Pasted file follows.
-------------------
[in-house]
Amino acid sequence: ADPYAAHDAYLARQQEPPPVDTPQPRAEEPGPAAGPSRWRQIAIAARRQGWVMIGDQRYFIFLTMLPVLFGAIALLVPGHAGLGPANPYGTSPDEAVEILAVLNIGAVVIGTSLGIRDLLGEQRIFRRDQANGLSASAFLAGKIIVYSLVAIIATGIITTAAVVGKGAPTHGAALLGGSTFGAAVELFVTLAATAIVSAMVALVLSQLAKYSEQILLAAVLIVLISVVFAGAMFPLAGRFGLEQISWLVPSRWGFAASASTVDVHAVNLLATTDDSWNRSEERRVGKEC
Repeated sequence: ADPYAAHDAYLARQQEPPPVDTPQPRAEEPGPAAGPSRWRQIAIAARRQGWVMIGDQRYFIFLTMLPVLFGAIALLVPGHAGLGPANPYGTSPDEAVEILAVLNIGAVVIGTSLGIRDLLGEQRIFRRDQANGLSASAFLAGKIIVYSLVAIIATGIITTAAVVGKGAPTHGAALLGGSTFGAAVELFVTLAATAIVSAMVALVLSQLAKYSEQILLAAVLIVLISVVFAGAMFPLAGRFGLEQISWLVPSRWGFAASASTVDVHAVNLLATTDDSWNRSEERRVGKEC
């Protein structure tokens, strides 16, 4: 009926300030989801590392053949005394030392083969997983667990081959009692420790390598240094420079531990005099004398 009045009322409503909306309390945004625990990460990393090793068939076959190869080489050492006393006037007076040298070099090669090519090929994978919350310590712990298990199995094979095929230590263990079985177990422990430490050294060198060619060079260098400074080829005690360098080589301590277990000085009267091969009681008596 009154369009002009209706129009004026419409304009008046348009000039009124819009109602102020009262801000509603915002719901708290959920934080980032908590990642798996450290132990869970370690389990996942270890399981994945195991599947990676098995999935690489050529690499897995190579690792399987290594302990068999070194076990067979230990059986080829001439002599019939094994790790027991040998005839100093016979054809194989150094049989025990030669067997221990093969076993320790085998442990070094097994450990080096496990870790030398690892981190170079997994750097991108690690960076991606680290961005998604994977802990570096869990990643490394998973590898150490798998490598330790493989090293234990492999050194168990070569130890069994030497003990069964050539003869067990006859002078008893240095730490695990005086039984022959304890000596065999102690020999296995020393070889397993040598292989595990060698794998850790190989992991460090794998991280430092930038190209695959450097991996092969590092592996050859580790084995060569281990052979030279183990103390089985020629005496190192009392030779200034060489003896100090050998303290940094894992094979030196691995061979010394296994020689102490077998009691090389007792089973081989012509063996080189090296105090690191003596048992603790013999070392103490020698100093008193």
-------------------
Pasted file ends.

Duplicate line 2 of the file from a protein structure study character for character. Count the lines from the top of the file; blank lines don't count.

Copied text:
Amino acid sequence: ADPYAAHDAYLARQQEPPPVDTPQPRAEEPGPAAGPSRWRQIAIAARRQGWVMIGDQRYFIFLTMLPVLFGAIALLVPGHAGLGPANPYGTSPDEAVEILAVLNIGAVVIGTSLGIRDLLGEQRIFRRDQANGLSASAFLAGKIIVYSLVAIIATGIITTAAVVGKGAPTHGAALLGGSTFGAAVELFVTLAATAIVSAMVALVLSQLAKYSEQILLAAVLIVLISVVFAGAMFPLAGRFGLEQISWLVPSRWGFAASASTVDVHAVNLLATTDDSWNRSEERRVGKEC